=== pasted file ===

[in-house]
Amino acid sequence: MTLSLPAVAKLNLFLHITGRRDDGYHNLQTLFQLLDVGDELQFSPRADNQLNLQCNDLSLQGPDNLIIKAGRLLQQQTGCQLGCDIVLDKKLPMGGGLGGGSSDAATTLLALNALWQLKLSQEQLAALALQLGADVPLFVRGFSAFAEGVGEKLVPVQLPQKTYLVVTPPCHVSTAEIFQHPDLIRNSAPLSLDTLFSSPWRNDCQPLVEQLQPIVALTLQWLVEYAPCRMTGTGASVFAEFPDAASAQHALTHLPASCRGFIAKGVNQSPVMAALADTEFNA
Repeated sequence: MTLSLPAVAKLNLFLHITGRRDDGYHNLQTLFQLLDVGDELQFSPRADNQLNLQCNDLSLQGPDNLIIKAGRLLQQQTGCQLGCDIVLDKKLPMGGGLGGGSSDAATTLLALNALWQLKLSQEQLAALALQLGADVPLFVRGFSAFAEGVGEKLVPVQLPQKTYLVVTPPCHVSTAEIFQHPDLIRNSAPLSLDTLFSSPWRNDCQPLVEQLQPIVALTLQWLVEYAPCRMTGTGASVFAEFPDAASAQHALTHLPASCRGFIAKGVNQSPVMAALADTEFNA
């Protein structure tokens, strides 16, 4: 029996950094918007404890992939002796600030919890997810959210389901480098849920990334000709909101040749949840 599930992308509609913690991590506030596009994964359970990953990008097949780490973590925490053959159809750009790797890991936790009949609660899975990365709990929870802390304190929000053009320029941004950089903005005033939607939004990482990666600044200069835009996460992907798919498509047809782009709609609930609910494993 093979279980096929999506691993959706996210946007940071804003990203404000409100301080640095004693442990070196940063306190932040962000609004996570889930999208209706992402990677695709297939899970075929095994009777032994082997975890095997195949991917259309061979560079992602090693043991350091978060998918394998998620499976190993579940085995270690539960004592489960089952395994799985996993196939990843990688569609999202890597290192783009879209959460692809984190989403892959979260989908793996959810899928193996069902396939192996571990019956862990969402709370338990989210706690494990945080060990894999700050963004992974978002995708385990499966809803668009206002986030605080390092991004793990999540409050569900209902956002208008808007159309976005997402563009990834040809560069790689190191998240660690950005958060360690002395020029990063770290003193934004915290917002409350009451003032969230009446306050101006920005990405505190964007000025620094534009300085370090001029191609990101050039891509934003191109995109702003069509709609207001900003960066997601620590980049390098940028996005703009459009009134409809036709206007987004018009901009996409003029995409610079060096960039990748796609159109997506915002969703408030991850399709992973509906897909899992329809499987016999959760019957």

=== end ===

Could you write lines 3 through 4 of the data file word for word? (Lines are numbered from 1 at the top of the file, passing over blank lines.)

Repeated sequence: MTLSLPAVAKLNLFLHITGRRDDGYHNLQTLFQLLDVGDELQFSPRADNQLNLQCNDLSLQGPDNLIIKAGRLLQQQTGCQLGCDIVLDKKLPMGGGLGGGSSDAATTLLALNALWQLKLSQEQLAALALQLGADVPLFVRGFSAFAEGVGEKLVPVQLPQKTYLVVTPPCHVSTAEIFQHPDLIRNSAPLSLDTLFSSPWRNDCQPLVEQLQPIVALTLQWLVEYAPCRMTGTGASVFAEFPDAASAQHALTHLPASCRGFIAKGVNQSPVMAALADTEFNA
């Protein structure tokens, strides 16, 4: 029996950094918007404890992939002796600030919890997810959210389901480098849920990334000709909101040749949840 599930992308509609913690991590506030596009994964359970990953990008097949780490973590925490053959159809750009790797890991936790009949609660899975990365709990929870802390304190929000053009320029941004950089903005005033939607939004990482990666600044200069835009996460992907798919498509047809782009709609609930609910494993 093979279980096929999506691993959706996210946007940071804003990203404000409100301080640095004693442990070196940063306190932040962000609004996570889930999208209706992402990677695709297939899970075929095994009777032994082997975890095997195949991917259309061979560079992602090693043991350091978060998918394998998620499976190993579940085995270690539960004592489960089952395994799985996993196939990843990688569609999202890597290192783009879209959460692809984190989403892959979260989908793996959810899928193996069902396939192996571990019956862990969402709370338990989210706690494990945080060990894999700050963004992974978002995708385990499966809803668009206002986030605080390092991004793990999540409050569900209902956002208008808007159309976005997402563009990834040809560069790689190191998240660690950005958060360690002395020029990063770290003193934004915290917002409350009451003032969230009446306050101006920005990405505190964007000025620094534009300085370090001029191609990101050039891509934003191109995109702003069509709609207001900003960066997601620590980049390098940028996005703009459009009134409809036709206007987004018009901009996409003029995409610079060096960039990748796609159109997506915002969703408030991850399709992973509906897909899992329809499987016999959760019957």